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^Imagine simplifying the issue so much. You're making that typical urbanist/progressive mistake where policy changes are pushed toward some well- intentioned idea, but any reasonable opposition is tarred as though it's unethical/malicious. Maybe that's why your politics are getting so much pushback. Something to ponder.
 

nfitz

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^Imagine simplifying the issue so much. You're making that typical urbanist/progressive mistake where policy changes are pushed toward some well- intentioned idea, but any reasonable opposition is tarred as though it's unethical/malicious. Maybe that's why your politics are getting so much pushback. Something to ponder.
If you just expressed concern about lower speed limits, you may have a point. But tarring a speed limit as "ridiculous" is not reasonable opposition - it's set up to reject any reasonable opposition to your position.

Even I find that 50 km/hr may be slow on some suburban arterials ... but despite me never actually expressing an opinion on speed, you've already declared me as unethical/malicious simply because I objected to your extreme language!
 

Undead

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That's it's putting the cart in front of the horse lowering posted limits before narrowing. And that urbanists pushing for such policies are poisoning the well for genuine pedestrian/transit/cycling improvements. These things don't occur in a vacuum and the general public will always remember *how* something was implemented (especially when it affects their day to day), not just the initial good intentions. This kind of nuance and context is lost in breathless exclamations that roads are shockingly wide. Anyway, I'm done with this.
 

W. K. Lis

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Probably to get the overpass interchange replaced with surface intersections, they had to agree with the want-to-be-expressway supporters that the traffic lanes will be w-i-d-e, so they can speed through the intersections over the speed limit "safely".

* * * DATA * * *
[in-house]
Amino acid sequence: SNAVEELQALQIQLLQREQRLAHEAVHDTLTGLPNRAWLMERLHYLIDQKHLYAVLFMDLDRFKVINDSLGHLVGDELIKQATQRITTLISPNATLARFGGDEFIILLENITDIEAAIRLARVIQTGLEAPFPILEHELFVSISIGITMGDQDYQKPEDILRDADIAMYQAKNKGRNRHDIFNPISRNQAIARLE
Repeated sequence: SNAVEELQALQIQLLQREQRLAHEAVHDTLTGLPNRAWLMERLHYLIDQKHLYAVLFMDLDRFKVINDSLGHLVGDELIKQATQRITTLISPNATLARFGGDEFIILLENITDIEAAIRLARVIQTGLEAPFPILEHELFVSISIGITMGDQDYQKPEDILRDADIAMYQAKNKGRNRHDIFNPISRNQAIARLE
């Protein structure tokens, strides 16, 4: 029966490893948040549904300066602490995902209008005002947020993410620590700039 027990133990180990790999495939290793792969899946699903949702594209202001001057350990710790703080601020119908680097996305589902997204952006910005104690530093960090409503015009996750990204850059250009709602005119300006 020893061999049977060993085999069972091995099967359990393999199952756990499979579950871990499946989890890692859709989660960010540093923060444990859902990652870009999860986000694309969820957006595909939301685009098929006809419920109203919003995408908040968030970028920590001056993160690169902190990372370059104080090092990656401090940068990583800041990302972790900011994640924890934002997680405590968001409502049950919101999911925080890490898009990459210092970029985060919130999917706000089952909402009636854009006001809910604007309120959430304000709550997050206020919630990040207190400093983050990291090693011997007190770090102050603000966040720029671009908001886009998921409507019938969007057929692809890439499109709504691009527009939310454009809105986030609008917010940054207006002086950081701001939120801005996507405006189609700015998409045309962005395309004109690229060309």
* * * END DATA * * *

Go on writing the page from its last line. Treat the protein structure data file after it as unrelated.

allengeorge

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That's it's putting the cart in front of the horse lowering posted limits before narrowing. And that urbanists pushing for such policies are poisoning the well for genuine pedestrian/transit/cycling improvements. These things don't occur in a vacuum and the general public will always remember *how* something was implemented (especially when it affects their day to day), not just the initial good intentions. This kind of nuance and context is lost in breathless exclamations that roads are shockingly wide. Anyway, I'm done with this.
In all fairness, no ‘urbanists’ are pushing for lower speed limits only. Frankly, you’re being disingenuous by suggesting that.

What actually happens is that some accident or road incident happens, everyone knows that road geometry is to blame, but city policy is to only replace roads when they’re at the end of their useful life. Since the community is hot and bothered what ends up happening is the fastest, simplest thing to do: lower speed limits. Are they effective? Not as much as people imagine, but it allows for the city to posture and say they did something.

The only effective way to improve safety is through road geometry, one aspect of which is narrowing lanes. When I suggested that the new lanes in this neighbourhood were too wide you took issue with that too, so...I’m not sure what change you actually want or are willing to accept.
 

Undead

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I thought it's pretty clear that I support narrow lanes over lowering limits. I
When I suggested that the new lanes in this neighbourhood were too wide you took issue with that too

Did you read what I wrote? Seems like my ignore button is going to get a little more exercise lol
 

allengeorge

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I did. You took issue with the fact that I said the lanes were “shockingly” wide, and dismissed me as an ‘urbanist’ as a consequence. This appears to be your default when you want to dismiss someone’s opinion/concern. You are welcome to ignore me; I’m not going to lose any sleep over that.

Frankly, Paul’s response was much more nunaced: he took the time to lay out an argument that _was_ persuasive and explained why the city could have taken the path it did. It was valuable and respectful. I truly appreciated that.